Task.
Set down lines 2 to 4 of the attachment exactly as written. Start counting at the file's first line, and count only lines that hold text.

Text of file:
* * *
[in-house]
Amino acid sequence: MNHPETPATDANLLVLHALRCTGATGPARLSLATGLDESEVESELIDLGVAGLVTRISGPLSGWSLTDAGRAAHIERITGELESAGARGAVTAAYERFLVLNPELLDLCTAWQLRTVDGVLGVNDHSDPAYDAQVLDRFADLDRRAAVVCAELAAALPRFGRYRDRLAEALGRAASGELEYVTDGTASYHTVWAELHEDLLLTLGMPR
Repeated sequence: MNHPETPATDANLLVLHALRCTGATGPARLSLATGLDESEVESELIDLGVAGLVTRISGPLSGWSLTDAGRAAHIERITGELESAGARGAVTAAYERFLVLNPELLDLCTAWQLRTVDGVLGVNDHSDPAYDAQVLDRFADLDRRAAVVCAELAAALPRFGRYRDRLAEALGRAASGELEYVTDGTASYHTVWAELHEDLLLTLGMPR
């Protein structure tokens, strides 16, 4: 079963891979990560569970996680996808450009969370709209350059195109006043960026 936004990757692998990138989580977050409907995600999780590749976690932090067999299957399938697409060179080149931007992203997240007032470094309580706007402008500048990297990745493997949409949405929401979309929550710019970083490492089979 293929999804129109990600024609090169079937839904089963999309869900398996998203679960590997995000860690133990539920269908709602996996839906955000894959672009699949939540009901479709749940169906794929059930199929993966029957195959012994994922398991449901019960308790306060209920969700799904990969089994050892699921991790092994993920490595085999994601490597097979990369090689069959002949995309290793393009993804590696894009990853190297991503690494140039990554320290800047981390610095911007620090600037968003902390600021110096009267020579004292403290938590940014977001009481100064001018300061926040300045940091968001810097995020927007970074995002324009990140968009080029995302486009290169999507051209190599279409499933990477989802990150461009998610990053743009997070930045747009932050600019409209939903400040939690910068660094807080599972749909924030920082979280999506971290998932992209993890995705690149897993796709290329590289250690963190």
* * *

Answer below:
Amino acid sequence: MNHPETPATDANLLVLHALRCTGATGPARLSLATGLDESEVESELIDLGVAGLVTRISGPLSGWSLTDAGRAAHIERITGELESAGARGAVTAAYERFLVLNPELLDLCTAWQLRTVDGVLGVNDHSDPAYDAQVLDRFADLDRRAAVVCAELAAALPRFGRYRDRLAEALGRAASGELEYVTDGTASYHTVWAELHEDLLLTLGMPR
Repeated sequence: MNHPETPATDANLLVLHALRCTGATGPARLSLATGLDESEVESELIDLGVAGLVTRISGPLSGWSLTDAGRAAHIERITGELESAGARGAVTAAYERFLVLNPELLDLCTAWQLRTVDGVLGVNDHSDPAYDAQVLDRFADLDRRAAVVCAELAAALPRFGRYRDRLAEALGRAASGELEYVTDGTASYHTVWAELHEDLLLTLGMPR
């Protein structure tokens, strides 16, 4: 079963891979990560569970996680996808450009969370709209350059195109006043960026 936004990757692998990138989580977050409907995600999780590749976690932090067999299957399938697409060179080149931007992203997240007032470094309580706007402008500048990297990745493997949409949405929401979309929550710019970083490492089979 293929999804129109990600024609090169079937839904089963999309869900398996998203679960590997995000860690133990539920269908709602996996839906955000894959672009699949939540009901479709749940169906794929059930199929993966029957195959012994994922398991449901019960308790306060209920969700799904990969089994050892699921991790092994993920490595085999994601490597097979990369090689069959002949995309290793393009993804590696894009990853190297991503690494140039990554320290800047981390610095911007620090600037968003902390600021110096009267020579004292403290938590940014977001009481100064001018300061926040300045940091968001810097995020927007970074995002324009990140968009080029995302486009290169999507051209190599279409499933990477989802990150461009998610990053743009997070930045747009932050600019409209939903400040939690910068660094807080599972749909924030920082979280999506971290998932992209993890995705690149897993796709290329590289250690963190």